Monday, July 26, 2010

Chile: no amnesty for you

Following up on previous posts about requests from the Catholic Church and the Chilean military to use the bicentennial to amnesty some members of the military convicted of human rights abuses:

Sebastián Piñera says he won't do it.

He also uses a fascinating rationale, namely that it would reopen the wounds of the past.  That is particularly interesting because it is precisely the argument the military uses in favor of an amnesty.  For amnesty supporters, a country moves forward by halting trials and ending jail time.  That Piñera uses it in the opposite direction is a really novel and positive step.

He also uses the argument that an amnesty creates a slippery slope, which could then jeopardize convictions in other areas, such as narcotrafficking.  Given that the dictatorship is such a specific and historical context, I find this argument unconvincing.  Yet the fact that he used it anyway seems to show a commitment to using every possible argument to nix the overall idea.

Following the argument of my book on the topic from years ago, this is very good for civilian supremacy over the armed forces.  Finding no formal channels open to favorably address highly salient issues, retired military and other amnesty supporters went through less formal and more public contacts as a way to exert pressure.  Forced to react, the president--and one from the right no less--rebuffed them.  The fact that this is not a Concertación president is important too, because now there is no opposition to turn to (an issue my book did not address, since the right had been in opposition the entire time).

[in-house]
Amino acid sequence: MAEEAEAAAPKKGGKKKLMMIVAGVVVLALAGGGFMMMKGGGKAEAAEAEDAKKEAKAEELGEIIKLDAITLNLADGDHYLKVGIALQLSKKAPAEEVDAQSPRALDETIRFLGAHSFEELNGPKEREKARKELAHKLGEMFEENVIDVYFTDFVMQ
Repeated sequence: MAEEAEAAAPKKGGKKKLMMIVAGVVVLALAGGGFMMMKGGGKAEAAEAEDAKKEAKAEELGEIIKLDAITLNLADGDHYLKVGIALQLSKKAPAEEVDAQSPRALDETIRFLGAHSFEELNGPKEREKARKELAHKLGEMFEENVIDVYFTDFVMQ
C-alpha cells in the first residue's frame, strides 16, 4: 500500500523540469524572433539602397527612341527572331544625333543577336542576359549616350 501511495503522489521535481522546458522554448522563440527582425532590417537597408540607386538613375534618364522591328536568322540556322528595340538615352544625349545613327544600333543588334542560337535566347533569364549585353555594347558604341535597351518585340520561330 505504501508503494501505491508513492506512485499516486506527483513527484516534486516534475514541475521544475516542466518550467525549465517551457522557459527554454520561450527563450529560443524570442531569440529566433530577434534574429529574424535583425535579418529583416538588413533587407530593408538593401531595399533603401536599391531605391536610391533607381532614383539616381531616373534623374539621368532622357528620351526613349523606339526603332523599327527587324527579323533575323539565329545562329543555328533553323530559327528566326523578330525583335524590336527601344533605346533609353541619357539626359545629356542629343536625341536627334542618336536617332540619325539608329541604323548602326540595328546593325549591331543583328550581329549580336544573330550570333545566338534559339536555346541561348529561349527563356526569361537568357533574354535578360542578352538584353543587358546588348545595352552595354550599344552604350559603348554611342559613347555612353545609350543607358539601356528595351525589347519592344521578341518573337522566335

Ernesto,  9:14 PM  

He used the slippery slope argument because he's afraid that voters will see him as not as though on crime as he wants to be seen. A poll a couple of weeks ago showed that something like 60% of those asked thought that pardoning convicted people was a step back from his policies against crime, which doesnt' really make any sense, since the pardon was meant to benefit basically those over 70 and those terminally ill.

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